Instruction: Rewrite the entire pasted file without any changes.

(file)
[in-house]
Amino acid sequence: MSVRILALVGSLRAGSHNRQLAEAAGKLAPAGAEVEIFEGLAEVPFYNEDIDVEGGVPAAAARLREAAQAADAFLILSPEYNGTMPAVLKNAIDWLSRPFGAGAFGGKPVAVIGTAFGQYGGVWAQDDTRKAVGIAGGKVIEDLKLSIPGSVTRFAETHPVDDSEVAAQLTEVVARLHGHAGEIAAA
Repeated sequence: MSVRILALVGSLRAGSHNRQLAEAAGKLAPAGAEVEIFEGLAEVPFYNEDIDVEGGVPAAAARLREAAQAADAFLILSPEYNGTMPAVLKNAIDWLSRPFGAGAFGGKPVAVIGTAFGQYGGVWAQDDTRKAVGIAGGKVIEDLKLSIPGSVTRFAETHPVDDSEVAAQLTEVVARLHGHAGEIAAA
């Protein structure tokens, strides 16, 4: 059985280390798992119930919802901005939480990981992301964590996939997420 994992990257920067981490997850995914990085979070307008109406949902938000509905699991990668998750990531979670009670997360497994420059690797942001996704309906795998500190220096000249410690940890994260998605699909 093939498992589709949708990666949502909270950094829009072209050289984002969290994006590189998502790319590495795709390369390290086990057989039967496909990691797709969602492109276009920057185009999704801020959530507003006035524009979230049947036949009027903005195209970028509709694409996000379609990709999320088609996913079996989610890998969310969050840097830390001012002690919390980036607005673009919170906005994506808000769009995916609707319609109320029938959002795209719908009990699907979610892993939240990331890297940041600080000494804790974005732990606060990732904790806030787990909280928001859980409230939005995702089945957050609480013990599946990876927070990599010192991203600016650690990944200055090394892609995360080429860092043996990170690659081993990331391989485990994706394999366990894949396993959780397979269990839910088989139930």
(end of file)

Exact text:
[in-house]
Amino acid sequence: MSVRILALVGSLRAGSHNRQLAEAAGKLAPAGAEVEIFEGLAEVPFYNEDIDVEGGVPAAAARLREAAQAADAFLILSPEYNGTMPAVLKNAIDWLSRPFGAGAFGGKPVAVIGTAFGQYGGVWAQDDTRKAVGIAGGKVIEDLKLSIPGSVTRFAETHPVDDSEVAAQLTEVVARLHGHAGEIAAA
Repeated sequence: MSVRILALVGSLRAGSHNRQLAEAAGKLAPAGAEVEIFEGLAEVPFYNEDIDVEGGVPAAAARLREAAQAADAFLILSPEYNGTMPAVLKNAIDWLSRPFGAGAFGGKPVAVIGTAFGQYGGVWAQDDTRKAVGIAGGKVIEDLKLSIPGSVTRFAETHPVDDSEVAAQLTEVVARLHGHAGEIAAA
């Protein structure tokens, strides 16, 4: 059985280390798992119930919802901005939480990981992301964590996939997420 994992990257920067981490997850995914990085979070307008109406949902938000509905699991990668998750990531979670009670997360497994420059690797942001996704309906795998500190220096000249410690940890994260998605699909 093939498992589709949708990666949502909270950094829009072209050289984002969290994006590189998502790319590495795709390369390290086990057989039967496909990691797709969602492109276009920057185009999704801020959530507003006035524009979230049947036949009027903005195209970028509709694409996000379609990709999320088609996913079996989610890998969310969050840097830390001012002690919390980036607005673009919170906005994506808000769009995916609707319609109320029938959002795209719908009990699907979610892993939240990331890297940041600080000494804790974005732990606060990732904790806030787990909280928001859980409230939005995702089945957050609480013990599946990876927070990599010192991203600016650690990944200055090394892609995360080429860092043996990170690659081993990331391989485990994706394999366990894949396993959780397979269990839910088989139930």